Shipments – mainly from Nepal, Kenya, Vietnam – up 139% in January-March
The tea industry is worried over rising imports of the beverage but the “alarming development” is something that cannot be wished away since most of the imports are being done for re-exports.
The latest cause for the alarm is the 139 per cent increase in imports of tea at 5.96 million kgs (mkg) during the January-March period this year compared with the same period a year ago. Led by the United Planters Association of South India (UPASI), the apex trade body for the plantation industry in the South, the industry has voiced its concern.
Rising imports of tea imports are detrimental to the domestic tea sector, UPASI said.
Interestingly, even as tea imports surged, exports from the country have been affected. Higher domestic prices triggered by supply shortages could be a reason for the rise in imports, while higher freight costs have resulted in lower exports.
UPASI President Prashant Bhansali said that tea imports during 2020 were estimated at 23.40 mkg against 15.85 mkg the previous year. This is a 47.63 per cent increase year-on-year. These imports have been reported from Kenya, Nepal and Vietnam, he said.
“Tea import is an alarming factor but these shipments cannot be stopped. Most of these imports are for re-exports,” said a tea trader source.
However, data relating to the break-up of imports for re-exports of tea are not available. The cost of production has been increasing in the domestic tea sector due to high input prices and wage costs. Any higher intake of teas through import will have a telling effect on the sector, which caters to a large segment of the population residing in remote areas.
According to UPASI, plantation commodities, including tea, have been exposed to international competition since April 2001, when quantitative restrictions were lifted as per the commitments under WTO. The signing of the ASEAN Agreement in 2009 had further opened up the Indian tea market to tea-producing countries like Indonesia and Vietnam.
Under the ASEAN Agreement, import duties were gradually reduced since 2009 for tea and the current import tariff for ASEAN member countries such as Indonesia and Vietnam is 45 per cent. Import of tea from Nepal under SAFTA is at zero duty.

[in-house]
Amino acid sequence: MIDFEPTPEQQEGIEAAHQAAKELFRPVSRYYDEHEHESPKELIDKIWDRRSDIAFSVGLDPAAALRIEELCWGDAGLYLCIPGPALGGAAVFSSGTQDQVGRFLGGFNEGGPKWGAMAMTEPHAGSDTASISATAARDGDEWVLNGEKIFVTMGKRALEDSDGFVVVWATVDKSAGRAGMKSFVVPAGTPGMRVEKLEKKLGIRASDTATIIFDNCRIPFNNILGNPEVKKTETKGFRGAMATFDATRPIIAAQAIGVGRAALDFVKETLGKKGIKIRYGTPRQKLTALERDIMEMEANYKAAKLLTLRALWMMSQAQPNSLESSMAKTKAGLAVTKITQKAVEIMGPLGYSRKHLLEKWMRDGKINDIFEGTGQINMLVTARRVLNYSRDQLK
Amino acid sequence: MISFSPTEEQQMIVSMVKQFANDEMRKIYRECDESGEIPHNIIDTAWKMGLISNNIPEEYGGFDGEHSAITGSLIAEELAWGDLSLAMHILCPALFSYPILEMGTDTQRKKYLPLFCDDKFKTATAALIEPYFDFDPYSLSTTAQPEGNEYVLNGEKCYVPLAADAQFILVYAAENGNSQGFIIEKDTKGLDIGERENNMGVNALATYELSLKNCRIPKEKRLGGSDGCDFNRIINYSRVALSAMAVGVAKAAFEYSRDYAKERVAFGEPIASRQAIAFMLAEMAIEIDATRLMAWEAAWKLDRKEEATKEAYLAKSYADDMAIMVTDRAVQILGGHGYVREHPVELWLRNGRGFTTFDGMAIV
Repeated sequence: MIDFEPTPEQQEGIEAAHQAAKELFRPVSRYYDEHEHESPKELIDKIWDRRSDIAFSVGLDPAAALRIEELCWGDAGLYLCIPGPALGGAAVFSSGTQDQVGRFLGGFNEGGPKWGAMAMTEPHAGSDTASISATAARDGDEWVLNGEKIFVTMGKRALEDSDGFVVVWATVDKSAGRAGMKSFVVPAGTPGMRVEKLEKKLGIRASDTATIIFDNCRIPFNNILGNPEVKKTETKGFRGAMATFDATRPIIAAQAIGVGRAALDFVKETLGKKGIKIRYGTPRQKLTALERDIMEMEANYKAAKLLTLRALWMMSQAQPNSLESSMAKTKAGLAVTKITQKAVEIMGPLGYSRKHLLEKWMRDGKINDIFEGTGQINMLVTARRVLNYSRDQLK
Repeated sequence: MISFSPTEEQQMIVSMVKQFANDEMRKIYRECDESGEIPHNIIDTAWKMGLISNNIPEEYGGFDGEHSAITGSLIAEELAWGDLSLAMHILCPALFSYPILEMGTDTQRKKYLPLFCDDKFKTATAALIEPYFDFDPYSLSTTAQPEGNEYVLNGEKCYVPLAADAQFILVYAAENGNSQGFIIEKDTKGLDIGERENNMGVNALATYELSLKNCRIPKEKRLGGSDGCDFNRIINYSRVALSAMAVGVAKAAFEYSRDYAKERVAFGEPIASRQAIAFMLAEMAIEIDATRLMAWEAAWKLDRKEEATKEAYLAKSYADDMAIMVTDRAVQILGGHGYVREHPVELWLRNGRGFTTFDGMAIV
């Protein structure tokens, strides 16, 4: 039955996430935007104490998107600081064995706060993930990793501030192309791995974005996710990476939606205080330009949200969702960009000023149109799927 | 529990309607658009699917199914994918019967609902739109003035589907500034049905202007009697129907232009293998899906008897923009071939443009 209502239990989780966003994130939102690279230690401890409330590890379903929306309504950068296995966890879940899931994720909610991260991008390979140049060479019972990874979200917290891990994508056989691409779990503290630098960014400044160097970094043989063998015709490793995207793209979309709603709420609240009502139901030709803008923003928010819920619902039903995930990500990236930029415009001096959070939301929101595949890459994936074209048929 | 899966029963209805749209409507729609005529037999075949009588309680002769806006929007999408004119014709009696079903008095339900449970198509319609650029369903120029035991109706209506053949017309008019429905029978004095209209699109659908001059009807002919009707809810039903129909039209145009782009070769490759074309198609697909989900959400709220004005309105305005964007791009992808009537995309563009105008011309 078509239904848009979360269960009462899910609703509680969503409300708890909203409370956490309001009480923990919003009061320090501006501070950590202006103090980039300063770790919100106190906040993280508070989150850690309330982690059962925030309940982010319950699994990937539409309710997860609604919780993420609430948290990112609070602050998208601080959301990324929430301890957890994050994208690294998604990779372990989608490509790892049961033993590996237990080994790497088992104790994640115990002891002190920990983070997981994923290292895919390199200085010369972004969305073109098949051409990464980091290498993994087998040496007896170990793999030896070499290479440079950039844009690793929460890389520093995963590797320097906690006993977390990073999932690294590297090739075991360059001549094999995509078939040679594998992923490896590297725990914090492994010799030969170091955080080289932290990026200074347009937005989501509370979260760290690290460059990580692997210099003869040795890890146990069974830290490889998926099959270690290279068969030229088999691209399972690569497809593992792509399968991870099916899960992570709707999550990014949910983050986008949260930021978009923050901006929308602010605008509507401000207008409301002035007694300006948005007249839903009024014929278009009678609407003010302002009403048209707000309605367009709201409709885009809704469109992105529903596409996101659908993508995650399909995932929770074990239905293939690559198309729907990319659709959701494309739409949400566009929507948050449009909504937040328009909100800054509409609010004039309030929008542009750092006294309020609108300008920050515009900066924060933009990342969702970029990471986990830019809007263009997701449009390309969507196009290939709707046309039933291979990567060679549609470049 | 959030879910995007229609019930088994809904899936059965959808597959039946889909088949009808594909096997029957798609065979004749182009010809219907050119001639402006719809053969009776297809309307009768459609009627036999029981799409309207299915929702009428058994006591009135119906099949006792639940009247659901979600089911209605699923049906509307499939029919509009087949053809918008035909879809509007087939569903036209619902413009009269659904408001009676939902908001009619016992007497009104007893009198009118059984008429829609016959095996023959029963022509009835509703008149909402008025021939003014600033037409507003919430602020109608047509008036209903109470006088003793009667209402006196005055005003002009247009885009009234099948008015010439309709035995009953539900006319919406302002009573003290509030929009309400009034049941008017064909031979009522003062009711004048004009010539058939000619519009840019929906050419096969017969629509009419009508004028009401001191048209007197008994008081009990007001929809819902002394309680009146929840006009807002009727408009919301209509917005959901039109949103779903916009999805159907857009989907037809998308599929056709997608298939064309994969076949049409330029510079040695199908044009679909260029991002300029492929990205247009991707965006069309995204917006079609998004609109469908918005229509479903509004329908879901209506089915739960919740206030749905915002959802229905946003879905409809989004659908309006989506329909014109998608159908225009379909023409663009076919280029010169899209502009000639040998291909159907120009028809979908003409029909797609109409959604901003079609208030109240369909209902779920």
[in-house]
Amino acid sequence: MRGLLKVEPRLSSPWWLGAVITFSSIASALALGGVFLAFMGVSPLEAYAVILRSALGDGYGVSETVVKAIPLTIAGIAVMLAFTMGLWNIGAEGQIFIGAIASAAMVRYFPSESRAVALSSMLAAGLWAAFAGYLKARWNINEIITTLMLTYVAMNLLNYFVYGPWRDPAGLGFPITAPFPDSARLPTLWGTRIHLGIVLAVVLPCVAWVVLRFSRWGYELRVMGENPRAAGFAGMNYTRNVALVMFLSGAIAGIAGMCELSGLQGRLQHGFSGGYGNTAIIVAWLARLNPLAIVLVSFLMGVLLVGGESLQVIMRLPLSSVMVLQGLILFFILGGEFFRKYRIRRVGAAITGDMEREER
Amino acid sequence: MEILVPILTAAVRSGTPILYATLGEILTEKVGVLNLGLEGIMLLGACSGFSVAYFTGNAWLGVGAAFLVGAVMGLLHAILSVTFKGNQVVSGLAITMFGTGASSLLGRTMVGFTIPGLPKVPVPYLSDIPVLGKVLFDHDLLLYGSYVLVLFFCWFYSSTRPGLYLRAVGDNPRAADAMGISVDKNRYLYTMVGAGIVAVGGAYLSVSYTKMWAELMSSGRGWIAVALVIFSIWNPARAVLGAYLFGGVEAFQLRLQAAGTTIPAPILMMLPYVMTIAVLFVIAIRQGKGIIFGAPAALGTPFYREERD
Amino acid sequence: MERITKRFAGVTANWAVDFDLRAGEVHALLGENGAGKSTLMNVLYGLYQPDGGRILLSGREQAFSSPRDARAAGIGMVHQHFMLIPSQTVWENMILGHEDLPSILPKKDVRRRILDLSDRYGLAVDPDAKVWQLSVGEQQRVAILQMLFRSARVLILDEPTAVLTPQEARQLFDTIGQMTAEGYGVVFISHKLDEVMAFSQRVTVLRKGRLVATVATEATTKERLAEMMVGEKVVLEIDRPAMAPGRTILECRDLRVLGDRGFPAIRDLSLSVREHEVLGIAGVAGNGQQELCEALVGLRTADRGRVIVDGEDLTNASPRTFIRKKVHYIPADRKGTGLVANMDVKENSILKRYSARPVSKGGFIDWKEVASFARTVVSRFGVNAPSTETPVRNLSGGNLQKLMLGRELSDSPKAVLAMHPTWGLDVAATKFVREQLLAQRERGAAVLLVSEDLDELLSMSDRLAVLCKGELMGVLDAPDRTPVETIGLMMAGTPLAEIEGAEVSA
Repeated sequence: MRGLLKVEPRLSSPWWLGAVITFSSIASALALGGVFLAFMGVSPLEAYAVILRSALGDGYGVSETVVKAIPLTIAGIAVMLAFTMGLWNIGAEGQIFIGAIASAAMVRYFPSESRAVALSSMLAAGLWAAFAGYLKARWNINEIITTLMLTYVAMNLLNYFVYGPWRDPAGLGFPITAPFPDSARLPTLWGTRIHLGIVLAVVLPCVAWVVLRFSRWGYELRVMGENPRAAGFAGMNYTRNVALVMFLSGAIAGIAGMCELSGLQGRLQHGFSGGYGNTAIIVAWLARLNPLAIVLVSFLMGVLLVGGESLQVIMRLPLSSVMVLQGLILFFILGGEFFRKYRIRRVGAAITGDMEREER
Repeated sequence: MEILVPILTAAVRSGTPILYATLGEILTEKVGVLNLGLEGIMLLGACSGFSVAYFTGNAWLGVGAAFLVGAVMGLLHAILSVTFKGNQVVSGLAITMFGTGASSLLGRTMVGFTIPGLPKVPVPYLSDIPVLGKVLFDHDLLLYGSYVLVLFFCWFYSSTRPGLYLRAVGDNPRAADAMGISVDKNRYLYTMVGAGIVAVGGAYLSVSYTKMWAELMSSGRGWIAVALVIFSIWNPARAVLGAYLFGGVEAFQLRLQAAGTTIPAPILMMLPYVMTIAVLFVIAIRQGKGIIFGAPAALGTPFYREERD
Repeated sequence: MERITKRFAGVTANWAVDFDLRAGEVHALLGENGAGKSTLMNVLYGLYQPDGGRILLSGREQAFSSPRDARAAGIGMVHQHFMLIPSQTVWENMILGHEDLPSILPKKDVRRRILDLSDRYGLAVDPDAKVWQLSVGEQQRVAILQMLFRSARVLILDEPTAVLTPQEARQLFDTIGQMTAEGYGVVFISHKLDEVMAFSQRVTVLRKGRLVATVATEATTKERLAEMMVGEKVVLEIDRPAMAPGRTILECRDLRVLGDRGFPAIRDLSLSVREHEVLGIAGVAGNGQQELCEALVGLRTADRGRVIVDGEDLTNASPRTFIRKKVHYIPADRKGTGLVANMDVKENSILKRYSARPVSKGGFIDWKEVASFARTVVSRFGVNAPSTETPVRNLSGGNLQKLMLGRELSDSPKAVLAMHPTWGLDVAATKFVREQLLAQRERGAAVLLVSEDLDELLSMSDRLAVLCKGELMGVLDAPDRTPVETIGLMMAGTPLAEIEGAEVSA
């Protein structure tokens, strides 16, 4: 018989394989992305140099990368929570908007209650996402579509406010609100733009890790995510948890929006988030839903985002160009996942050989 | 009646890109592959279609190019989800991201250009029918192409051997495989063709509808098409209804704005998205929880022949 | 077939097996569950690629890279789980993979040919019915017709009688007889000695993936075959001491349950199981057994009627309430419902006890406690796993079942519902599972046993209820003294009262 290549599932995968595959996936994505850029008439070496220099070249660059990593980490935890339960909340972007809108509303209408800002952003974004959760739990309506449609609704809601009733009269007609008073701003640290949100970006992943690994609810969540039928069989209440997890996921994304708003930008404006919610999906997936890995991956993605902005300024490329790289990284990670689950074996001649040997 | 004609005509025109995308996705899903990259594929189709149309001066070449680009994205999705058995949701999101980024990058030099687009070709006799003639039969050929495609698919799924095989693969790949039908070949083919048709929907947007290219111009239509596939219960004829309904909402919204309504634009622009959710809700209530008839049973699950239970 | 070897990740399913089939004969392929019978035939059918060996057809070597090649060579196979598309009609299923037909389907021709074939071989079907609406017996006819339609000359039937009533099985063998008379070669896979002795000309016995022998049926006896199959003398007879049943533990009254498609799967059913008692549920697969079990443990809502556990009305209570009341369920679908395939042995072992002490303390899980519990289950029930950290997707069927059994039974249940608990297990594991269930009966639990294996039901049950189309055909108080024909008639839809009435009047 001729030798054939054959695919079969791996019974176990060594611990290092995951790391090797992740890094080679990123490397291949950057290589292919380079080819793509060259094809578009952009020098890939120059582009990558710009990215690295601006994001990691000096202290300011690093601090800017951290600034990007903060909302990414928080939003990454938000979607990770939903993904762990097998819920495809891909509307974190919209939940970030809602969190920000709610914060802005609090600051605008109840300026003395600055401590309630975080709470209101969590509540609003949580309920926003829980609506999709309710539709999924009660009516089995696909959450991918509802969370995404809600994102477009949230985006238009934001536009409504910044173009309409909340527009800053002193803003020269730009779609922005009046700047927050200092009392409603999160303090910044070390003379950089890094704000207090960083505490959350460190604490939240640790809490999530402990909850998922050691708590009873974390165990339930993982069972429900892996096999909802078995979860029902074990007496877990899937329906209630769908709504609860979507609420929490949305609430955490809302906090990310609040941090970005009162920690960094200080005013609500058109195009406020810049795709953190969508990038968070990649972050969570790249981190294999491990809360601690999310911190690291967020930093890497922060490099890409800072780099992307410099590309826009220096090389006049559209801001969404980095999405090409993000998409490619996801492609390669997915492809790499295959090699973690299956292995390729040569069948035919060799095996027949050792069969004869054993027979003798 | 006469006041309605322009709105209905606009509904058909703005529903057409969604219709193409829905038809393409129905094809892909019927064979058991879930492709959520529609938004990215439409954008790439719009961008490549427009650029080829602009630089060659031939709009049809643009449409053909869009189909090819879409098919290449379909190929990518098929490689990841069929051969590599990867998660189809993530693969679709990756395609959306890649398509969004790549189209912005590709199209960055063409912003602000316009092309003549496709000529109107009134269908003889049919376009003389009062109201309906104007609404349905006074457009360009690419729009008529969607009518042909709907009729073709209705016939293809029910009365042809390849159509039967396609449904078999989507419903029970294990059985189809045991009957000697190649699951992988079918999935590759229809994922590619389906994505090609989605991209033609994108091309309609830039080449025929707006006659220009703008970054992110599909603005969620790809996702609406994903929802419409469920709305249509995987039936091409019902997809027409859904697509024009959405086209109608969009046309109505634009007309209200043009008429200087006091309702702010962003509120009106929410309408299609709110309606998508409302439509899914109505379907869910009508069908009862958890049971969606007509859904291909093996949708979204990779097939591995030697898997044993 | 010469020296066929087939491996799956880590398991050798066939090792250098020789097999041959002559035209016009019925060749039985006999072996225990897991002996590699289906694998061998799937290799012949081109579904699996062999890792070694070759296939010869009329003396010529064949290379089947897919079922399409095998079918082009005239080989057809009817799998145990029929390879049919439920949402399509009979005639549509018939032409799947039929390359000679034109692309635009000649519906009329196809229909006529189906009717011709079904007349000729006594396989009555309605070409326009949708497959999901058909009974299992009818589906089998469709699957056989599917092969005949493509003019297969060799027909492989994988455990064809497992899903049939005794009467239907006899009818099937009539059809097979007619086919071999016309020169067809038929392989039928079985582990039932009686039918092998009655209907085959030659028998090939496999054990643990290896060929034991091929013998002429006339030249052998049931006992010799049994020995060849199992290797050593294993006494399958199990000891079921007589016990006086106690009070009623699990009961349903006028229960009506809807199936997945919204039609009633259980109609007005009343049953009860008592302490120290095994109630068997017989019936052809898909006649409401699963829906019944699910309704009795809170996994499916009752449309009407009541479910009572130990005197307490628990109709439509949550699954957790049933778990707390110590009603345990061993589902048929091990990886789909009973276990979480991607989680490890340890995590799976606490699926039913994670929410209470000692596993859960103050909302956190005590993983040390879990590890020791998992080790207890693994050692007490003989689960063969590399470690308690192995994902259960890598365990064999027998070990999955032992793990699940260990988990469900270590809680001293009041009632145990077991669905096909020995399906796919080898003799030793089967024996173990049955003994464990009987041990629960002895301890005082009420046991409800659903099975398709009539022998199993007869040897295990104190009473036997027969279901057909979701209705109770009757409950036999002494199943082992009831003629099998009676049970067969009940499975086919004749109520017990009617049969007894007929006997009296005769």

“There is no guarantee that the imported tea is sold in the domestic market with the GST component added to it. The tea produced in the domestic market is perhaps exported instead of the imported tea that has to be re-exported,” said the source.
Nepal tea is imported and sold at Darjeeling tea by some traders, while Kenyan and Vietnam teas are blended with South Indian tea and sold abroad to countries such as Tunisia.
The source said that tea was primarily being imported for re-exports. “Imports for sale in the domestic market is not possible since such shipments attract 100 per duty,” the source said.
Cost of imported tea
For example, Kenyan tea is priced $1.20 a kg. After import duty is paid, it will be priced ₹180 a kg in the domestic market with GST adding to the cost further, the source said, pointing out the possibility of imported tea being sold as domestically produced.
On September 10 last year, the Tea Board tightened the Tea Marketing (Control) Order 2005, issuing a notification that all teas sold in the country should comply with the Food Safety Standard (Packaging & Labelling) Regulations, 2011. This was done mainly to check tea imports.
Then, the board pointed out paragraph 3 of the order that says “no distributor shall carry out the business of distributing imported tea and no exporters shall export teas or export imported tea except under a business licence obtained in accordance with the provisions of this order”.
The notification pointed out that 60.35 million kg of tea had been imported during 2017-20 for re-exports but only 23.43 million kg had been shipped out. Industry sources said not all the teas imported for re-exports were shipped out and the Tea Board notification was issued to tackle any irregularity that might have taken place.
Lower duty proposal
Last year, when tea production dropped due to the Coronavirus outbreak and auction prices increased, a proposal was made to allow the beverage’s import at a lower duty but the Indian Tea Board rejected it.
Last year, imports from Nepal made up 50 per cent of the imports during January-September, while shipments from Kenya made up 23 per cent.
UPASI also urged the Government to closely monitor the import of tea. It said provisions of the Tea Distribution & Export Control Order 2005, should be implemented, if necessary.
On the other hand, tea exports have had taken a hit with the volume and value being affected. During 2020, tea exports declined by 42.43 mkg million kgs and the declining trend has continued during the first four months of this year. Though there was some recovery on the export front, the shortage of containers, especially of foodgrade, containers and increased freight charges have turned out to be a big problem for exports. This has resulted in an increase in the transaction time and cost, leading to a considerable delay in completing the export formalities. This could damage the green shoots of recovery seen on the export front, UPASI said.